This rubric also ties in directly to one of the three learning outcomes for the course, specifically:

“Students will demonstrate their ability to research and articulate their visual thesis project and its connections to art history, to contemporary art, and the cultural milieu through verbal and written critical discourse.”

This rubric enables faculty to see very clearly which students are achieving that  outcome and which aren’t.

For information about the rubric for the visual part of the thesis, click on this link.

Sample Grading Rubric

Let’s say you have a basic understanding of the value of specific criteria for grading and now need to create a grading rubric that you will fill out and hand back to students. There are many different formats you can use for creating rubrics.

Here is one example that I’ve used for an Introduction to Photography class. This is used to grade the final project of the semester, and, as such, covers both technical expertise as well as aesthetic issues.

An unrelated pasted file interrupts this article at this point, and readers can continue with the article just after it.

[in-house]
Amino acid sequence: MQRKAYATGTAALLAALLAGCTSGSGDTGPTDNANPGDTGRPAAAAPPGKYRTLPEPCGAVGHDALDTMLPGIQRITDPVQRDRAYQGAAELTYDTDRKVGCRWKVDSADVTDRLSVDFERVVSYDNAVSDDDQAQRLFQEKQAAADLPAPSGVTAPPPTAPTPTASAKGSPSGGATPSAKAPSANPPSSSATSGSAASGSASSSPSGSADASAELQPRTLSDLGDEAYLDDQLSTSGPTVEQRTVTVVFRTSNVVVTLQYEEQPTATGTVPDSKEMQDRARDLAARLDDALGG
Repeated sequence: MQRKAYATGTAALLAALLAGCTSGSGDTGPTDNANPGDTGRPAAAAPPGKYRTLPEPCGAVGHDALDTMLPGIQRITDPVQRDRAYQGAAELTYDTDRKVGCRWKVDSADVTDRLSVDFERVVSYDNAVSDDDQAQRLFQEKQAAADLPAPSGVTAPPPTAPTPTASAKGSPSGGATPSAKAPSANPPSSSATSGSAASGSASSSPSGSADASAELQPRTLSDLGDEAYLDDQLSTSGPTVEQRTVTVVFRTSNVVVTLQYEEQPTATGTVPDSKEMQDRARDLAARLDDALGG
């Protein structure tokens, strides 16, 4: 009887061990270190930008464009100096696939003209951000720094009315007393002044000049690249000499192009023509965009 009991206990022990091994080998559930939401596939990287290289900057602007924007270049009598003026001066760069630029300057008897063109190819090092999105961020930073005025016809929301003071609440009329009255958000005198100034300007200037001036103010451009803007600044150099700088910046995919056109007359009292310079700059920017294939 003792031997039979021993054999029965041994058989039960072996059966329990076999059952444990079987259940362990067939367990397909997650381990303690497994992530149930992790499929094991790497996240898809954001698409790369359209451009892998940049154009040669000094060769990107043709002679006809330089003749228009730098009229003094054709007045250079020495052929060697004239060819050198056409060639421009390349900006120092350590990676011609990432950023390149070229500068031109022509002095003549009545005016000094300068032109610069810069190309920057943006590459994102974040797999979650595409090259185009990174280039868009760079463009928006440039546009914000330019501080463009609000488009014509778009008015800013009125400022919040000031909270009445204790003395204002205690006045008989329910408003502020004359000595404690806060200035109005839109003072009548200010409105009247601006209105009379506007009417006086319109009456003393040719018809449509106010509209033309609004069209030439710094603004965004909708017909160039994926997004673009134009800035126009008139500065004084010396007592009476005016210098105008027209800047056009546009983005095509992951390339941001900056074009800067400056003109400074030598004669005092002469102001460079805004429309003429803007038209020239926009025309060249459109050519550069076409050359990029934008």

Things to Consider When Planning an Assignment

Is the assignment /project consistent with the learning outcomes for the class? Have you adequately communicated to the students how it fits into the large context of the class?

What skills must be demonstrated in the completion of the assignment?  How much (if at all) does it engage student creativity?

How realistic is the level of stringency of the assignment?  Are the students equipped with the expertise to handle it? (Don’t give freshmen a senior level project and expect success.)

How clear have you made your expectations/criteria for grading? Do you have a specific ‘vision’ for how the project should turn out?  Have you communicated this to your students?

How realistic is the time-demand of the assignment? Remember that they are taking other classes, too!

Class Participation- What Exactly IS That?

We all know that “class participation” ranks high on the list of criteria for grading in art and design classes. What is astonishing is how many teachers simply state either in their syllabi or rubrics that “class participation” will count towards a grade, without explaining what they mean by that.

What most of them mean, unfortunately, is that they want/expect the students to speak up in class. And that’s it.